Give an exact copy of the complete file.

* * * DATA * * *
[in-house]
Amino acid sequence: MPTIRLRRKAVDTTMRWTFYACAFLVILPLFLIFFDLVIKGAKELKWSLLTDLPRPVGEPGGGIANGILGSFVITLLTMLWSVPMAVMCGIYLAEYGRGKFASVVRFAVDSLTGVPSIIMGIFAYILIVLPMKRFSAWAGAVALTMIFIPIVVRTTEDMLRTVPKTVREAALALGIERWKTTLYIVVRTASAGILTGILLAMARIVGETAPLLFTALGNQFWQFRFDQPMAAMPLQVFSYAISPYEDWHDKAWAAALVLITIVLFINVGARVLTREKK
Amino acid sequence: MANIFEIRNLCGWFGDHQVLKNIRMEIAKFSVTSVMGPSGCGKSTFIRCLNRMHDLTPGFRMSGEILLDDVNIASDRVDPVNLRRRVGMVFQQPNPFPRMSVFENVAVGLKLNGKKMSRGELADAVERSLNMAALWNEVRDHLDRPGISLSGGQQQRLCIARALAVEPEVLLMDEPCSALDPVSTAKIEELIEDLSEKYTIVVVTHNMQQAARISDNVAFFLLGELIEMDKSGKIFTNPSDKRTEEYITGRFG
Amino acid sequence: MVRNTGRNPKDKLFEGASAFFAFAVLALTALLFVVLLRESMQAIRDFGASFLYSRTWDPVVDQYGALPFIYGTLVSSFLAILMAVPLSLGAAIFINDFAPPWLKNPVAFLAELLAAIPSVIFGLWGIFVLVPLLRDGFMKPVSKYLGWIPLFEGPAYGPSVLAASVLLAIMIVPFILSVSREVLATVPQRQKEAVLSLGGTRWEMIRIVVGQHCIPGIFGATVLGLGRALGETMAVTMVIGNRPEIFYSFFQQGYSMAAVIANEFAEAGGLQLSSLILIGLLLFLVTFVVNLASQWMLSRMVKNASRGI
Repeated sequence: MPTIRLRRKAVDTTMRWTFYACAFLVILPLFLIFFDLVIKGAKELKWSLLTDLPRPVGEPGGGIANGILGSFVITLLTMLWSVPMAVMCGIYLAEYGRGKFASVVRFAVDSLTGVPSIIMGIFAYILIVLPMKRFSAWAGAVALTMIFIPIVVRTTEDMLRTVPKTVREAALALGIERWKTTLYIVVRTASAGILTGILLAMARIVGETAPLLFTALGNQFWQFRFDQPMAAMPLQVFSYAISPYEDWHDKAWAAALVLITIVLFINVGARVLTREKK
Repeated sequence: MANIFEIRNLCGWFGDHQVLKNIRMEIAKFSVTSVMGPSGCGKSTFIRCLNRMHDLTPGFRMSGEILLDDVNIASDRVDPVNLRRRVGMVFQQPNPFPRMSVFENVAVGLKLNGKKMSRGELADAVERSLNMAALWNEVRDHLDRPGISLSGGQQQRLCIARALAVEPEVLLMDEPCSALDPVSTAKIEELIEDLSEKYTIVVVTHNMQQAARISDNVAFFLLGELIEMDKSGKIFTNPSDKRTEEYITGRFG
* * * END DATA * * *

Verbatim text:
[in-house]
Amino acid sequence: MPTIRLRRKAVDTTMRWTFYACAFLVILPLFLIFFDLVIKGAKELKWSLLTDLPRPVGEPGGGIANGILGSFVITLLTMLWSVPMAVMCGIYLAEYGRGKFASVVRFAVDSLTGVPSIIMGIFAYILIVLPMKRFSAWAGAVALTMIFIPIVVRTTEDMLRTVPKTVREAALALGIERWKTTLYIVVRTASAGILTGILLAMARIVGETAPLLFTALGNQFWQFRFDQPMAAMPLQVFSYAISPYEDWHDKAWAAALVLITIVLFINVGARVLTREKK
Amino acid sequence: MANIFEIRNLCGWFGDHQVLKNIRMEIAKFSVTSVMGPSGCGKSTFIRCLNRMHDLTPGFRMSGEILLDDVNIASDRVDPVNLRRRVGMVFQQPNPFPRMSVFENVAVGLKLNGKKMSRGELADAVERSLNMAALWNEVRDHLDRPGISLSGGQQQRLCIARALAVEPEVLLMDEPCSALDPVSTAKIEELIEDLSEKYTIVVVTHNMQQAARISDNVAFFLLGELIEMDKSGKIFTNPSDKRTEEYITGRFG
Amino acid sequence: MVRNTGRNPKDKLFEGASAFFAFAVLALTALLFVVLLRESMQAIRDFGASFLYSRTWDPVVDQYGALPFIYGTLVSSFLAILMAVPLSLGAAIFINDFAPPWLKNPVAFLAELLAAIPSVIFGLWGIFVLVPLLRDGFMKPVSKYLGWIPLFEGPAYGPSVLAASVLLAIMIVPFILSVSREVLATVPQRQKEAVLSLGGTRWEMIRIVVGQHCIPGIFGATVLGLGRALGETMAVTMVIGNRPEIFYSFFQQGYSMAAVIANEFAEAGGLQLSSLILIGLLLFLVTFVVNLASQWMLSRMVKNASRGI
Repeated sequence: MPTIRLRRKAVDTTMRWTFYACAFLVILPLFLIFFDLVIKGAKELKWSLLTDLPRPVGEPGGGIANGILGSFVITLLTMLWSVPMAVMCGIYLAEYGRGKFASVVRFAVDSLTGVPSIIMGIFAYILIVLPMKRFSAWAGAVALTMIFIPIVVRTTEDMLRTVPKTVREAALALGIERWKTTLYIVVRTASAGILTGILLAMARIVGETAPLLFTALGNQFWQFRFDQPMAAMPLQVFSYAISPYEDWHDKAWAAALVLITIVLFINVGARVLTREKK
Repeated sequence: MANIFEIRNLCGWFGDHQVLKNIRMEIAKFSVTSVMGPSGCGKSTFIRCLNRMHDLTPGFRMSGEILLDDVNIASDRVDPVNLRRRVGMVFQQPNPFPRMSVFENVAVGLKLNGKKMSRGELADAVERSLNMAALWNEVRDHLDRPGISLSGGQQQRLCIARALAVEPEVLLMDEPCSALDPVSTAKIEELIEDLSEKYTIVVVTHNMQQAARISDNVAFFLLGELIEMDKSGKIFTNPSDKRTEEYITGRFG